The Crucible Character Analysis: John Proctor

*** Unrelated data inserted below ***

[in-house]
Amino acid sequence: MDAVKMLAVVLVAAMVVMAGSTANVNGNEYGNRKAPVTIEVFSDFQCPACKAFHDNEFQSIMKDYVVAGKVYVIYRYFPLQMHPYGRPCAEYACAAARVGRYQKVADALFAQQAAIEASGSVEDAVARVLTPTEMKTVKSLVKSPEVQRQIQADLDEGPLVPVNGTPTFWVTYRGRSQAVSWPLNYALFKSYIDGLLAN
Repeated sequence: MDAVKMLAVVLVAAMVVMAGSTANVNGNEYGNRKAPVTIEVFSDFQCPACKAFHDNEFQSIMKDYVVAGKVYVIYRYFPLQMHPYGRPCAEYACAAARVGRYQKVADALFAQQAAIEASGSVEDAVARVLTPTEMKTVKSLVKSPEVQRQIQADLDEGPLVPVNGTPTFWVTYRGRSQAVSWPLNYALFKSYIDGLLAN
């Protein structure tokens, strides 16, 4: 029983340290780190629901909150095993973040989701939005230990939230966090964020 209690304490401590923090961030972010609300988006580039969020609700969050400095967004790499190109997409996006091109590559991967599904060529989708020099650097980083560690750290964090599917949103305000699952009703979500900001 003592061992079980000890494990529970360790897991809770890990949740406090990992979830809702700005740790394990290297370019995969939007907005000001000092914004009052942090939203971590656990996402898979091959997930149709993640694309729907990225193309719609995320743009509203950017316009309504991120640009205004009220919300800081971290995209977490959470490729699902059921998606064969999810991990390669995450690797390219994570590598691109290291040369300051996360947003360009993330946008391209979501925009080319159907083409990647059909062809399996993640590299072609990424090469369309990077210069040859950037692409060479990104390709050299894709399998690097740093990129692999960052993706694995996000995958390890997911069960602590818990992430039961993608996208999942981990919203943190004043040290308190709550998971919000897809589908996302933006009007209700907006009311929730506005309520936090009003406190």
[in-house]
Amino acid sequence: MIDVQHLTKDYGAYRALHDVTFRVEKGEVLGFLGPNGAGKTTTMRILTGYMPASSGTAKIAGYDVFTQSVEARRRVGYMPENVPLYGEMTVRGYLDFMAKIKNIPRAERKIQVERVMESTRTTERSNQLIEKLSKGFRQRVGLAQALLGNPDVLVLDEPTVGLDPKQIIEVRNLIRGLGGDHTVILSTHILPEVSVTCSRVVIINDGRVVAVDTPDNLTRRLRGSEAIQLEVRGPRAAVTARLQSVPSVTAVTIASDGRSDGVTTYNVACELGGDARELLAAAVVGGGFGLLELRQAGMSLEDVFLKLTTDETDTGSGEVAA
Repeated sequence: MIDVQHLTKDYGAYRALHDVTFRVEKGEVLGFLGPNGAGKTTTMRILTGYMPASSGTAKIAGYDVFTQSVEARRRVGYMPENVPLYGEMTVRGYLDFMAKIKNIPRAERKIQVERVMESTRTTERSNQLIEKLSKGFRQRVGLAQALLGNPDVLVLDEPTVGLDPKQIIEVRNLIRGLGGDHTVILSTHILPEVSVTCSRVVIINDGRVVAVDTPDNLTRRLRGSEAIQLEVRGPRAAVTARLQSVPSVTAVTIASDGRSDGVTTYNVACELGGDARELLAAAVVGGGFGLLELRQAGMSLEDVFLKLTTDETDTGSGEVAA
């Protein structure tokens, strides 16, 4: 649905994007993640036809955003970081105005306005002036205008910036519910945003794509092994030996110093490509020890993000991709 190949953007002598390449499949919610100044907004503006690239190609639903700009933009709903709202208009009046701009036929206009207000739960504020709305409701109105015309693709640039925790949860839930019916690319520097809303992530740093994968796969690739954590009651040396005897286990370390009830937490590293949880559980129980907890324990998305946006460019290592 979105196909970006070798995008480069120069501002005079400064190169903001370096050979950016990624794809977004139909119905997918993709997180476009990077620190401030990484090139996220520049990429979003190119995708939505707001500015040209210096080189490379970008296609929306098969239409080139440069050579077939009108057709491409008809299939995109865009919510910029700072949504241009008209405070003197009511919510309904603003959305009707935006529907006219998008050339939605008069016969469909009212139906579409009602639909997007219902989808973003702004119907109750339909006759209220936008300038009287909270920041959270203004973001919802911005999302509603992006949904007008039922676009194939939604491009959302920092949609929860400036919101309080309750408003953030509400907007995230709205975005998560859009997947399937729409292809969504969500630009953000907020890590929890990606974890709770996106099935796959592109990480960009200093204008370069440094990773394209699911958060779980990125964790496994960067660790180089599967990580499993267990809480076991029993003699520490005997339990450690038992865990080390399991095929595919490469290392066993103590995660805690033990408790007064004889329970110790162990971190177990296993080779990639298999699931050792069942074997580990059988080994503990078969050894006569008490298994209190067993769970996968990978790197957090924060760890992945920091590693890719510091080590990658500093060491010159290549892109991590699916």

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In Arthur Miller’s “The Crucible”, some characters go through dramatic changes, but the most appealing change to me was John Proctor’s shift in character. In this play John Proctor is faced with the consequences that come along with having an intimate affair with Reverend Parris’ niece, Abigail Williams. John Proctor states his defense by explaining to Abigail that he doesn’t want anything to do with her. In Act I, John tells Abigail, “I will cut off my hand before I’ll ever reach for you again” (pg.1045). Basically, Proctor is making it clear to Abigail that what’s past is past and that he wants her out of his life. Although John Proctor does not want to continue his affair with Abigail, he is still somewhat doubted by his wife Elizabeth. In Elizabeth’s view, “She wants me dead… She thinks to take my place, John” (1066-1067). Elizabeth’s point is that she is convinced that Abigail is trying to get rid of her so she can have John Proctor all to herself. According to Proctor, he is trying to help his wife, who has been accused of witchcraft, by confessing to his crime of lechery. At this point in the play both John and Elizabeth Proctor pretty much despise Abigail Williams. In John Proctor’s view, “She thinks to dance with me on my wife’s grave… But it is a whore’s vengeance, and you must see it; I set myself entirely in your hands” (1098). Although Goody Proctor tries to save him by lying to the court saying that John is a goodly man. In Act III, John explains to the court, “She only thought to save my name” (1099). In making this comment, Proctor is trying to reassure the court that his wife is not a liar. Arthur Miller complicates matters further when he writes that John is imprisoned, and to get out he has to not only lie, but sign his confession and have it hung up on the church so the village can see. In Act IV, John tells Danforth, “Because I lie and
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